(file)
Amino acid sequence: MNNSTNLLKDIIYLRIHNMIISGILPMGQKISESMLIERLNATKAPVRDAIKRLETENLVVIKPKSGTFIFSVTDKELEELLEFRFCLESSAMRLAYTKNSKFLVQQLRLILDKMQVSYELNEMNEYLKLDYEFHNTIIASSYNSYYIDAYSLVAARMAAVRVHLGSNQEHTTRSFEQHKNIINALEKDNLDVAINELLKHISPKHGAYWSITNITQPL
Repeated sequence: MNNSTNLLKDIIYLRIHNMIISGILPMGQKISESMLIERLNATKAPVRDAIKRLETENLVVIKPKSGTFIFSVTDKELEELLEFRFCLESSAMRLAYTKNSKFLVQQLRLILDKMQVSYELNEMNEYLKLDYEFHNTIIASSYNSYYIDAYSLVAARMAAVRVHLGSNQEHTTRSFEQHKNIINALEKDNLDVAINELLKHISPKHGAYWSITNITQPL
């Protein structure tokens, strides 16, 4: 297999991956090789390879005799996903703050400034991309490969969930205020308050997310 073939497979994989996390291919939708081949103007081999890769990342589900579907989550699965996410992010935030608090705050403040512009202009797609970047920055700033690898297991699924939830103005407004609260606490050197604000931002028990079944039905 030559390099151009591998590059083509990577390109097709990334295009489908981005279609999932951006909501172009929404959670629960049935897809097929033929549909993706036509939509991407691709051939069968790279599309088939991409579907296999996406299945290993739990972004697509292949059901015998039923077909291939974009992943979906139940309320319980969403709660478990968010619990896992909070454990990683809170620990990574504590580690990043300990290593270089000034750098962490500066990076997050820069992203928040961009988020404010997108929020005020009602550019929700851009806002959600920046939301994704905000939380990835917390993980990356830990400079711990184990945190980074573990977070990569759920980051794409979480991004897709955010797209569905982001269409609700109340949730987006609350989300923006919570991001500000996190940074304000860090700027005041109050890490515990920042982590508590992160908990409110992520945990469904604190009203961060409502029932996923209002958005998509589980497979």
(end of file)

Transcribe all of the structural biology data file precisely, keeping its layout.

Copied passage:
Amino acid sequence: MNNSTNLLKDIIYLRIHNMIISGILPMGQKISESMLIERLNATKAPVRDAIKRLETENLVVIKPKSGTFIFSVTDKELEELLEFRFCLESSAMRLAYTKNSKFLVQQLRLILDKMQVSYELNEMNEYLKLDYEFHNTIIASSYNSYYIDAYSLVAARMAAVRVHLGSNQEHTTRSFEQHKNIINALEKDNLDVAINELLKHISPKHGAYWSITNITQPL
Repeated sequence: MNNSTNLLKDIIYLRIHNMIISGILPMGQKISESMLIERLNATKAPVRDAIKRLETENLVVIKPKSGTFIFSVTDKELEELLEFRFCLESSAMRLAYTKNSKFLVQQLRLILDKMQVSYELNEMNEYLKLDYEFHNTIIASSYNSYYIDAYSLVAARMAAVRVHLGSNQEHTTRSFEQHKNIINALEKDNLDVAINELLKHISPKHGAYWSITNITQPL
């Protein structure tokens, strides 16, 4: 297999991956090789390879005799996903703050400034991309490969969930205020308050997310 073939497979994989996390291919939708081949103007081999890769990342589900579907989550699965996410992010935030608090705050403040512009202009797609970047920055700033690898297991699924939830103005407004609260606490050197604000931002028990079944039905 030559390099151009591998590059083509990577390109097709990334295009489908981005279609999932951006909501172009929404959670629960049935897809097929033929549909993706036509939509991407691709051939069968790279599309088939991409579907296999996406299945290993739990972004697509292949059901015998039923077909291939974009992943979906139940309320319980969403709660478990968010619990896992909070454990990683809170620990990574504590580690990043300990290593270089000034750098962490500066990076997050820069992203928040961009988020404010997108929020005020009602550019929700851009806002959600920046939301994704905000939380990835917390993980990356830990400079711990184990945190980074573990977070990569759920980051794409979480991004897709955010797209569905982001269409609700109340949730987006609350989300923006919570991001500000996190940074304000860090700027005041109050890490515990920042982590508590992160908990409110992520945990469904604190009203961060409502029932996923209002958005998509589980497979």